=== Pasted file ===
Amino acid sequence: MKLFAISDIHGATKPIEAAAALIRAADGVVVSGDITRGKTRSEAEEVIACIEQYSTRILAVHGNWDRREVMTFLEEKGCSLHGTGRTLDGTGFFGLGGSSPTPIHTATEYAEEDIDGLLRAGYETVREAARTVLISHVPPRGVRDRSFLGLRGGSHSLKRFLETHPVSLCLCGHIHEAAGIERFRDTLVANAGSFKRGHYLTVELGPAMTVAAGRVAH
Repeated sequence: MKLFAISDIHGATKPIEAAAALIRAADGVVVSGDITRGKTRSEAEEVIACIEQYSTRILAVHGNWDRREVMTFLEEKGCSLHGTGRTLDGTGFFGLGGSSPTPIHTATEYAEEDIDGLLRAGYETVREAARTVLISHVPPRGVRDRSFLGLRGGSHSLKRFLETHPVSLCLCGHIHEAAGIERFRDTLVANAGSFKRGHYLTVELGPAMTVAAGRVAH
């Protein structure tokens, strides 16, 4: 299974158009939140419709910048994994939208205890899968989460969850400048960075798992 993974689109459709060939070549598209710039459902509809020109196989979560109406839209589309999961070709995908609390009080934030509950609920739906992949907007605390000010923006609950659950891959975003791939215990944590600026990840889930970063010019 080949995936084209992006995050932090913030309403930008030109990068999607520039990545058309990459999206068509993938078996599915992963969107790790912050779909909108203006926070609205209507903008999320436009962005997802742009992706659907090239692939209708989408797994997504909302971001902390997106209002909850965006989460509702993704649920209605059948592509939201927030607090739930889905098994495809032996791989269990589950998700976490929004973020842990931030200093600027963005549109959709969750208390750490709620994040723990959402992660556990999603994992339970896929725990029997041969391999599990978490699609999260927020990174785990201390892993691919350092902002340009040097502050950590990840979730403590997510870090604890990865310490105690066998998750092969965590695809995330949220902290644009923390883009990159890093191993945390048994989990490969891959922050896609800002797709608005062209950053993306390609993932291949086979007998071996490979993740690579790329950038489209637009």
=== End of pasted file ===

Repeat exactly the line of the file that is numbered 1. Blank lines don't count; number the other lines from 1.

Amino acid sequence: MKLFAISDIHGATKPIEAAAALIRAADGVVVSGDITRGKTRSEAEEVIACIEQYSTRILAVHGNWDRREVMTFLEEKGCSLHGTGRTLDGTGFFGLGGSSPTPIHTATEYAEEDIDGLLRAGYETVREAARTVLISHVPPRGVRDRSFLGLRGGSHSLKRFLETHPVSLCLCGHIHEAAGIERFRDTLVANAGSFKRGHYLTVELGPAMTVAAGRVAH